AD136 – Advance25 – Medical Oncology in Practice

£1,197.00 (+VAT)

25 Hours of Fully Flexible Online CPD / CE

Unlimited access to your course materials online for a full 12 months. Includes access to the discussion forum – please note there is now no tutor moderation.

Diagnosis and treatment of cancer is a large and growing part of daily veterinary practice, and clients increasingly want to provide advanced cancer care for their pets. Increasing your ability to handle your own medical oncology cases in practice offers an exciting opportunity to expand your skill set, bring in more revenue to your practice, and most importantly, improve the quality of life and survival time for the many oncology patients whose owners would like to try treating their pet’s cancer but might not be able to pursue referral to a specialist for reasons of cost or logistics.

Log on at any time – suitable for all time zones.

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Learn in your own time with this fully flexible Advance25TM Course.

This entirely online course in Medical Oncology in Practice is specifically designed for vets in practice who want a thorough understanding of the latest updates on oncology in dogs and cats, with a focus on what you can do in practice to improve and prolong good patient quality of life. Through recorded interactive sessions, this course will increase your ability to handle your own medical oncology cases in practice.

Enjoy unlimited access to your course materials for a full 12 months. Get the help you need to deal effectively with your oncology patients.

Complete the course and get your CPD / CE Certificate for 25 Hours of learning.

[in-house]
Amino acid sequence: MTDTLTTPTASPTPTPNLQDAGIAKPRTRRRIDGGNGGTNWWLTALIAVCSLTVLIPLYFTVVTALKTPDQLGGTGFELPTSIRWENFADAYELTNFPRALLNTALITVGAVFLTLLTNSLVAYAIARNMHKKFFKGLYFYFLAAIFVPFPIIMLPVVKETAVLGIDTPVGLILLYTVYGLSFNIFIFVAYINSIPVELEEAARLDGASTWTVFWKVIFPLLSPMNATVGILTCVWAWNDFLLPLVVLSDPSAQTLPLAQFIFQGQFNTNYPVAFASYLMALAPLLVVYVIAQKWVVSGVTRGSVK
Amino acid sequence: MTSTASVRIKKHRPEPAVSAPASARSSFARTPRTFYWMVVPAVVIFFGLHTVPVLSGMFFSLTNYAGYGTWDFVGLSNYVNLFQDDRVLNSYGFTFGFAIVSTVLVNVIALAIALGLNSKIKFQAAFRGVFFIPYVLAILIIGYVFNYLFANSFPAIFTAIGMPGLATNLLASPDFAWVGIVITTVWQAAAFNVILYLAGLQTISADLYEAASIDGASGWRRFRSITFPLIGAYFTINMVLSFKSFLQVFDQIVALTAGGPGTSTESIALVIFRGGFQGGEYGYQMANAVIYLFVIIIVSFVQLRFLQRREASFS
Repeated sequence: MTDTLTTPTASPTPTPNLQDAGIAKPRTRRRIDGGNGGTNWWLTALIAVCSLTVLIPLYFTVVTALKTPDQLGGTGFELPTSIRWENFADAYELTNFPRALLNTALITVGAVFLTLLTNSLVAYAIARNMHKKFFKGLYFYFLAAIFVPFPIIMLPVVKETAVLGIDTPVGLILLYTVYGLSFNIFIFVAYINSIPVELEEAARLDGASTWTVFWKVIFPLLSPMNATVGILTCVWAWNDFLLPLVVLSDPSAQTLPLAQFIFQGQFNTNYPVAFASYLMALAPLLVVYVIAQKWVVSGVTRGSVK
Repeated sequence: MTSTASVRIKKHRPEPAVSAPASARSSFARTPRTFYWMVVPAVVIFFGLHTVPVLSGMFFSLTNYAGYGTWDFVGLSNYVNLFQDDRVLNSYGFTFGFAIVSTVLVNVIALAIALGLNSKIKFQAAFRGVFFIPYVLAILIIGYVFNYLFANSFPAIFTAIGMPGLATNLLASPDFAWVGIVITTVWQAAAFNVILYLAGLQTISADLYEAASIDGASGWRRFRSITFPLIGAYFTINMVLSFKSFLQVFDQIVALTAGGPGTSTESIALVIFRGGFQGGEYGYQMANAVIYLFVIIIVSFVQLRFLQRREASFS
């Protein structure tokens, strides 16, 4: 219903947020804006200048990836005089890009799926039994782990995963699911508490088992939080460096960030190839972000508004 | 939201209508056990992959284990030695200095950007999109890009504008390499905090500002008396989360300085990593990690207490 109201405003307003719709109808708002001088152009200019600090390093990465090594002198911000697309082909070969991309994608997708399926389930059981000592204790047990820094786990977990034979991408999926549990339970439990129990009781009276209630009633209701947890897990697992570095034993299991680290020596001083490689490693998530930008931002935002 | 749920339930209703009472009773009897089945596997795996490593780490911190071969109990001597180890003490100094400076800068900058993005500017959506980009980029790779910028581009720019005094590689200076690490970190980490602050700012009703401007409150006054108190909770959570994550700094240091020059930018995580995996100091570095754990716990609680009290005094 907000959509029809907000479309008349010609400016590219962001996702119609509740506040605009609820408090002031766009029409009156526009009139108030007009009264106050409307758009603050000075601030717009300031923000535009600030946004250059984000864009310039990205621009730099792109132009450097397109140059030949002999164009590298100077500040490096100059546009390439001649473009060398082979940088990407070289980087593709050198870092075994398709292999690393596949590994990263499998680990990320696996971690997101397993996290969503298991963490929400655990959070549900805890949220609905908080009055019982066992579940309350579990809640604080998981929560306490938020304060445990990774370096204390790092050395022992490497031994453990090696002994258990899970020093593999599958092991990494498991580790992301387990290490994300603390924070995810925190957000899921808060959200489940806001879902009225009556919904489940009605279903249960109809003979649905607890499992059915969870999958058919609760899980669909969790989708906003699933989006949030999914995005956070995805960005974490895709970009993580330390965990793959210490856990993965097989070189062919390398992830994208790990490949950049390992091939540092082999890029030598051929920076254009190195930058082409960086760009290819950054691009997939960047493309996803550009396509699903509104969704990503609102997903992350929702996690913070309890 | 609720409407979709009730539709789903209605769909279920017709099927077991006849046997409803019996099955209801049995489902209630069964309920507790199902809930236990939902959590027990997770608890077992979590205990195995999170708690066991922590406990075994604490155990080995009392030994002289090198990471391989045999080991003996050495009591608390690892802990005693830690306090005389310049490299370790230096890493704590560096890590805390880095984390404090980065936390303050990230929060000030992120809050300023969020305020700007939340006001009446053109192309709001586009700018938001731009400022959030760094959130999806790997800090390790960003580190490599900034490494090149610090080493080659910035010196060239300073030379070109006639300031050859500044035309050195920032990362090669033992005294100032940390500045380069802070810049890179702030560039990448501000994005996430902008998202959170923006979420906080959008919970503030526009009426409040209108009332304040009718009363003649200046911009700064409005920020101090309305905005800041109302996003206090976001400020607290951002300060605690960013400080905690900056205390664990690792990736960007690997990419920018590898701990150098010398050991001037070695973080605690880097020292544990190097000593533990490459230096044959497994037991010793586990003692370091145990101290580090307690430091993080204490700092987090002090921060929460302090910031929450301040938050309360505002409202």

Use your new knowledge and skills straight away in your practice.
Revisit your course materials at any time during your 12 months’ access to refresh your knowledge whenever you have a relevant patient.

Session 1: The Rational Approach to Cancer Diagnosis, Staging and Restaging / Overview of Chemotherapy Drugs and Mechanisms of Action

How to approach the diagnostic workup of suspected cancer patients in your practice, including use of different imaging modalities, cytology, incisional versus excisional biopsy, and tips on how to read these pathology reports. We will talk about some of the new cancer biomarkers and how these may be used in clinical practice in the future. We will also introduce sentinel lymph node mapping and go through examples of how this modality can help improve your patients’ cancer care.

Session one will also provide you with a thorough understanding of all the common chemotherapy drugs available to you in practice, and how to best utilize these.

Session 2: Lessons in Lymphoma and Leukemia

This session’s first talk will cover diagnosis of lymphoma and leukemia in cats and dogs, including an overview of immunophenotyping / clonality tests (flow cytometry, IHC/ICC, PARR) and how best to utilise these in practice. New diagnostic methods including liquid biopsy will also be discussed. In the second talk we will cover the latest advances in treatment of lymphoma and leukemia in dogs and cats, including the use of Tanovea (rabacfosadine) in dogs. We will also discuss management of high grade versus low grade/indolent lymphomas, including low grade alimentary lymphoma (LGAL) in cats.

Session 3: Round Cell Tumour Roundup

This session’s two talks will cover diagnosis and the latest treatment updates for all the other round cell neoplasms: mast cell tumour, histiocytic sarcoma, plasma cell neoplasia / multiple myeloma, and transmissible venereal tumour, which we are seeing an uptick of cases for in the UK as a result of rescue dogs coming from abroad.

Session 4: Practical Use of Metronomic Chemotherapy and Tyrosine Kinase Inhibitors in General Practice/Medical Management of Hemangiosarcoma and Osteosarcoma